In addition to boasting the entire Microsoft Office 2013 package, which adds a serious productivity element to the experience, the Lumia 2520 benefits by having several preloaded Nokia-branded apps. Similar to the set found with its Lumia smartphones, these Nokia-branded apps help to deepen the experience in a meaningful way – more so with some apps, obviously. The notable ones include the following:

Nokia Here Maps: Bing Maps isn’t necessarily the most comprehensive maps experience, so it’s comforting to find Nokia Here Maps as an alternative choice with the tablet. Besides the usual maps functions we’re accustomed to seeing, Here Maps offers the neat “Collections” feature that helps us to create memories on where we’ve been.

Nokia Storyteller: Using photos and videos captured by the Lumia 2520’s camera, Nokia Storyteller arranges the content into various “stories” that offer a richer viewing experience. It’s merely an enhanced organizational tool, as it’s able to categorize things based on time and location.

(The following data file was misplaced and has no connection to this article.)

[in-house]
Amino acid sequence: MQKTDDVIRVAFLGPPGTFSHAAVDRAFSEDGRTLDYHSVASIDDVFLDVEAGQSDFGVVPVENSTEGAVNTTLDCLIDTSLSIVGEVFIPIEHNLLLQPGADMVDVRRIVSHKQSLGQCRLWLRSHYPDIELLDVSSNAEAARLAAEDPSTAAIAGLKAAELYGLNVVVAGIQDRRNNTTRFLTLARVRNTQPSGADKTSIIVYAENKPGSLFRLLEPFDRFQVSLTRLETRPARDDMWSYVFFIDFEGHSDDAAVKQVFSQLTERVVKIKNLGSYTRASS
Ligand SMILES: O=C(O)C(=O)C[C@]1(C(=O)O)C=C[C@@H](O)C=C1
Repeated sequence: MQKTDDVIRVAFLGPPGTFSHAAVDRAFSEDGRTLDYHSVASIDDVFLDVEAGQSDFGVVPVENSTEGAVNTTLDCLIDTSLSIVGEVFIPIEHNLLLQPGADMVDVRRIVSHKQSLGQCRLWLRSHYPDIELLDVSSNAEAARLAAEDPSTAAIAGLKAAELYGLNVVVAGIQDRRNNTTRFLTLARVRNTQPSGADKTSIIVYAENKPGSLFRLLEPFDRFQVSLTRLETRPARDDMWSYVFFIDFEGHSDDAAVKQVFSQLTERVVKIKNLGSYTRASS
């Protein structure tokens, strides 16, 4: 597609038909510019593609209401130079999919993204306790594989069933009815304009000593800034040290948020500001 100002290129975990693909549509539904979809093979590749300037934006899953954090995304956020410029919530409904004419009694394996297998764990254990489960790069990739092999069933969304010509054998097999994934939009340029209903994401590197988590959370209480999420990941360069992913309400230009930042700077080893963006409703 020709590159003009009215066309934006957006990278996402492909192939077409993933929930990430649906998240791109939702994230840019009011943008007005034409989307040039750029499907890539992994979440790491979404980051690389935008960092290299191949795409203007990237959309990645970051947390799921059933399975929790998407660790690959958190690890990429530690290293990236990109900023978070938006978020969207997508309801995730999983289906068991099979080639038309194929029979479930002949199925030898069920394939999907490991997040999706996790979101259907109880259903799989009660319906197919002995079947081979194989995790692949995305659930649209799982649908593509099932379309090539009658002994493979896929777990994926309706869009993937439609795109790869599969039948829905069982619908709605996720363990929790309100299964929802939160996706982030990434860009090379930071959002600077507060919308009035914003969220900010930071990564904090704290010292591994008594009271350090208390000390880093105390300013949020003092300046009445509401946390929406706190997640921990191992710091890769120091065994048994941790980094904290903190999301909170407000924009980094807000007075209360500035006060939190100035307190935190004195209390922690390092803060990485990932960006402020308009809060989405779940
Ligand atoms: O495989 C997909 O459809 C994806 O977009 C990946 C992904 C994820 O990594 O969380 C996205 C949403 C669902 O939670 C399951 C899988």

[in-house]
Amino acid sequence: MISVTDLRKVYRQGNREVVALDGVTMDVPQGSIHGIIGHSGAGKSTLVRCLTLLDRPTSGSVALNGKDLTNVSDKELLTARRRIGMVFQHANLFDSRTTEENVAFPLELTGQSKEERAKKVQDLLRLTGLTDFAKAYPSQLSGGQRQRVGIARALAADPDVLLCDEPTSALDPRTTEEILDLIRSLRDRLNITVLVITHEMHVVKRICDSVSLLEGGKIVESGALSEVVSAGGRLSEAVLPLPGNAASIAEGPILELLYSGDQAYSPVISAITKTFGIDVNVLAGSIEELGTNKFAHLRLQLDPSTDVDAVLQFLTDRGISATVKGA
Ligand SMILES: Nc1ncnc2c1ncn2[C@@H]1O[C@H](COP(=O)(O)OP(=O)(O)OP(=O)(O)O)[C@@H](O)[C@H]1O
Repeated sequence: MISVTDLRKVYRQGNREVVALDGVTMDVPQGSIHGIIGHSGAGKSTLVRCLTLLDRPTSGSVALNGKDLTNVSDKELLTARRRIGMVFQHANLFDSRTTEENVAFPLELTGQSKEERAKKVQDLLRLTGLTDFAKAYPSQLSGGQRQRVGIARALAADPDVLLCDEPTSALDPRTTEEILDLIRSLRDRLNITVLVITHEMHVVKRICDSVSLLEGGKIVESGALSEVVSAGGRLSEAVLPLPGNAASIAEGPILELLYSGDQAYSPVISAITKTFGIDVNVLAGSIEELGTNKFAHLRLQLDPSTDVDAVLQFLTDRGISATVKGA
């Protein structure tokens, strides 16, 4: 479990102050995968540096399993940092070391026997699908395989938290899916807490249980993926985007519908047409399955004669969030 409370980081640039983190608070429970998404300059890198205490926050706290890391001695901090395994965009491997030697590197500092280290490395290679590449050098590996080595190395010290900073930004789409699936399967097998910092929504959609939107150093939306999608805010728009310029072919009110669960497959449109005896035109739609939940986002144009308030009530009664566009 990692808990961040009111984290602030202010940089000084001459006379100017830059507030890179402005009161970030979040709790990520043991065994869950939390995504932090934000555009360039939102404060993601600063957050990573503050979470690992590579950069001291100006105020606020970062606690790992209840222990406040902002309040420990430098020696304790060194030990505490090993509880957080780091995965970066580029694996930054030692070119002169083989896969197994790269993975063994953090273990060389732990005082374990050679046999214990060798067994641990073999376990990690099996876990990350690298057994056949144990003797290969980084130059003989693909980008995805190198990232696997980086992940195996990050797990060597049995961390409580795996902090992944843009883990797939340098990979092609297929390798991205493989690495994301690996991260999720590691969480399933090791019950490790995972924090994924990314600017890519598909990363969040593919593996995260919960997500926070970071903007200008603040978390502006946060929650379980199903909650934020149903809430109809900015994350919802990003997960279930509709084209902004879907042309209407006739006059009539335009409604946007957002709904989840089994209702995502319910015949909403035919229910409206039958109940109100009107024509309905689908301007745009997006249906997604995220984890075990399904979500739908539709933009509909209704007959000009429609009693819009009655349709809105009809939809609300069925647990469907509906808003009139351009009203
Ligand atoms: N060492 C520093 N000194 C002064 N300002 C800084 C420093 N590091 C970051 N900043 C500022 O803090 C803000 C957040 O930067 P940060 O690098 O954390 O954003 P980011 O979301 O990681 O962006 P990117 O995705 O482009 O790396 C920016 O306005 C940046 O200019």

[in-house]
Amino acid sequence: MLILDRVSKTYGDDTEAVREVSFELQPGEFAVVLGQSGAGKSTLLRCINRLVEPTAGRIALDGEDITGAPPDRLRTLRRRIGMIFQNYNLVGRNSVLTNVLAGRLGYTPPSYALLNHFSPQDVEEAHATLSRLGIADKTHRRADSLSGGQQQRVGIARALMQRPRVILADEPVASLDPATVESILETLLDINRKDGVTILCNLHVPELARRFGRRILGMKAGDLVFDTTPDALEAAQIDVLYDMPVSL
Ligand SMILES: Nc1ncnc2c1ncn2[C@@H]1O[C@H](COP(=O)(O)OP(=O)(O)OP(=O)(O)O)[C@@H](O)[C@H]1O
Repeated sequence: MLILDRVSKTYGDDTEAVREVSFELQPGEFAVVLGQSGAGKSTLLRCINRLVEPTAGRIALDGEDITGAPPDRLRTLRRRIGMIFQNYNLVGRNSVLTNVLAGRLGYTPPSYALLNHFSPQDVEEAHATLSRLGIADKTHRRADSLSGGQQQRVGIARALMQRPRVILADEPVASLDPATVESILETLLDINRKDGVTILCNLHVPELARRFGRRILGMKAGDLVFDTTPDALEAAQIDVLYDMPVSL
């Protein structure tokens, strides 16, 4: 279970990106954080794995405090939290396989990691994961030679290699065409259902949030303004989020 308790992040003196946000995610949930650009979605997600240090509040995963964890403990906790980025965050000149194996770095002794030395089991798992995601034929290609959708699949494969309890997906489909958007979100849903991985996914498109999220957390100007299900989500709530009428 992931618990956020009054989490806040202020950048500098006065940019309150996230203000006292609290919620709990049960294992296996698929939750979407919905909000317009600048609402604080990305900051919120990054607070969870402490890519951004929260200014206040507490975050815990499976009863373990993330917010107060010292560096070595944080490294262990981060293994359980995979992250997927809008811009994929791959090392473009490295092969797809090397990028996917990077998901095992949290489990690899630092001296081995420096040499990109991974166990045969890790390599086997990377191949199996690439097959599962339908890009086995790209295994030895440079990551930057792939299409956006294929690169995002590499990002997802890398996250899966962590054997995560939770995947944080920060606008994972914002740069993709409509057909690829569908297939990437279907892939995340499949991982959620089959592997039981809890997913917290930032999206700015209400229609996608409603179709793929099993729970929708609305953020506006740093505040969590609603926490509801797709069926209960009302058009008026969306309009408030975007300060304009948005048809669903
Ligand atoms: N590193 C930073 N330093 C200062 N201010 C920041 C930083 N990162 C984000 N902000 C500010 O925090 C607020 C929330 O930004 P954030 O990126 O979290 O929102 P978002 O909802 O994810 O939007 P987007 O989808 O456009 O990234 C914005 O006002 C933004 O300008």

Nokia Video Director: If you’re all about video editing on the go, you’ll surely appreciate Nokia Video Director, since it’s a simple app that seemingly puts us into the director’s seat. In just a short time, we’re able to compile a polished video on the Lumia 2520.

My Nokia: Not everyone is versed in Windows RT 8.1, or the intricacies with a new tablet, so that’s where the My Nokia comes into mind. Essentially, it’s a hub that provides useful information related to the tablet’s operation.

Nokia Music: Just like its Windows Phone counterpart, the Nokia Music app for Windows RT 8.1 offers the same features. Therefore, on top of being an alternative music player option, it has a streaming function similar to Pandora – with the ability to purchase content too.

Nokia Camera: Initially, we thought that Nokia was bringing the same Pro Cam app on its Lumia phones to this, but sadly that’s not the case. Instead, the Nokia Camera is just as basic as the standard Window RT 8.1 camera app – with the exception that it offers us touch focus.